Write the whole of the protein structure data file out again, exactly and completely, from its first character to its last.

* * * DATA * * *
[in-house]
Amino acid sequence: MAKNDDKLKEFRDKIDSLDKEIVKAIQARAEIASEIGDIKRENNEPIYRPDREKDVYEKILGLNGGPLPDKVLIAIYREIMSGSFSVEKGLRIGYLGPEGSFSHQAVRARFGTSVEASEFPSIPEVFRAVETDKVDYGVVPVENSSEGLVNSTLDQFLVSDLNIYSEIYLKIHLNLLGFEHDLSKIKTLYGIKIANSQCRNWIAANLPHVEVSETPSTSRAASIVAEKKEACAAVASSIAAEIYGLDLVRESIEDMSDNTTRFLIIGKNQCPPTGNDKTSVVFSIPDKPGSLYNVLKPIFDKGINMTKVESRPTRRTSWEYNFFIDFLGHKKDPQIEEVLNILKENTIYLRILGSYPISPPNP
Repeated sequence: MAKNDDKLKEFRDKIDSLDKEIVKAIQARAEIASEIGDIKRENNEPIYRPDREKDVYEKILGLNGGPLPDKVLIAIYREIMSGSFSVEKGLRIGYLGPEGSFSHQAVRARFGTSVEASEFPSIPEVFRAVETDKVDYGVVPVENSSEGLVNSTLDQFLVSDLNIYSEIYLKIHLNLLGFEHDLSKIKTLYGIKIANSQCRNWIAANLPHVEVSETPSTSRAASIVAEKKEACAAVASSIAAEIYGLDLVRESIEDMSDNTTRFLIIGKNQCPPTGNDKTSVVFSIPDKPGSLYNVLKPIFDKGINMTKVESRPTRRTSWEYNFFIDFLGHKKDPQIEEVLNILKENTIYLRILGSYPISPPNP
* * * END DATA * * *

[in-house]
Amino acid sequence: MAKNDDKLKEFRDKIDSLDKEIVKAIQARAEIASEIGDIKRENNEPIYRPDREKDVYEKILGLNGGPLPDKVLIAIYREIMSGSFSVEKGLRIGYLGPEGSFSHQAVRARFGTSVEASEFPSIPEVFRAVETDKVDYGVVPVENSSEGLVNSTLDQFLVSDLNIYSEIYLKIHLNLLGFEHDLSKIKTLYGIKIANSQCRNWIAANLPHVEVSETPSTSRAASIVAEKKEACAAVASSIAAEIYGLDLVRESIEDMSDNTTRFLIIGKNQCPPTGNDKTSVVFSIPDKPGSLYNVLKPIFDKGINMTKVESRPTRRTSWEYNFFIDFLGHKKDPQIEEVLNILKENTIYLRILGSYPISPPNP
Repeated sequence: MAKNDDKLKEFRDKIDSLDKEIVKAIQARAEIASEIGDIKRENNEPIYRPDREKDVYEKILGLNGGPLPDKVLIAIYREIMSGSFSVEKGLRIGYLGPEGSFSHQAVRARFGTSVEASEFPSIPEVFRAVETDKVDYGVVPVENSSEGLVNSTLDQFLVSDLNIYSEIYLKIHLNLLGFEHDLSKIKTLYGIKIANSQCRNWIAANLPHVEVSETPSTSRAASIVAEKKEACAAVASSIAAEIYGLDLVRESIEDMSDNTTRFLIIGKNQCPPTGNDKTSVVFSIPDKPGSLYNVLKPIFDKGINMTKVESRPTRRTSWEYNFFIDFLGHKKDPQIEEVLNILKENTIYLRILGSYPISPPNP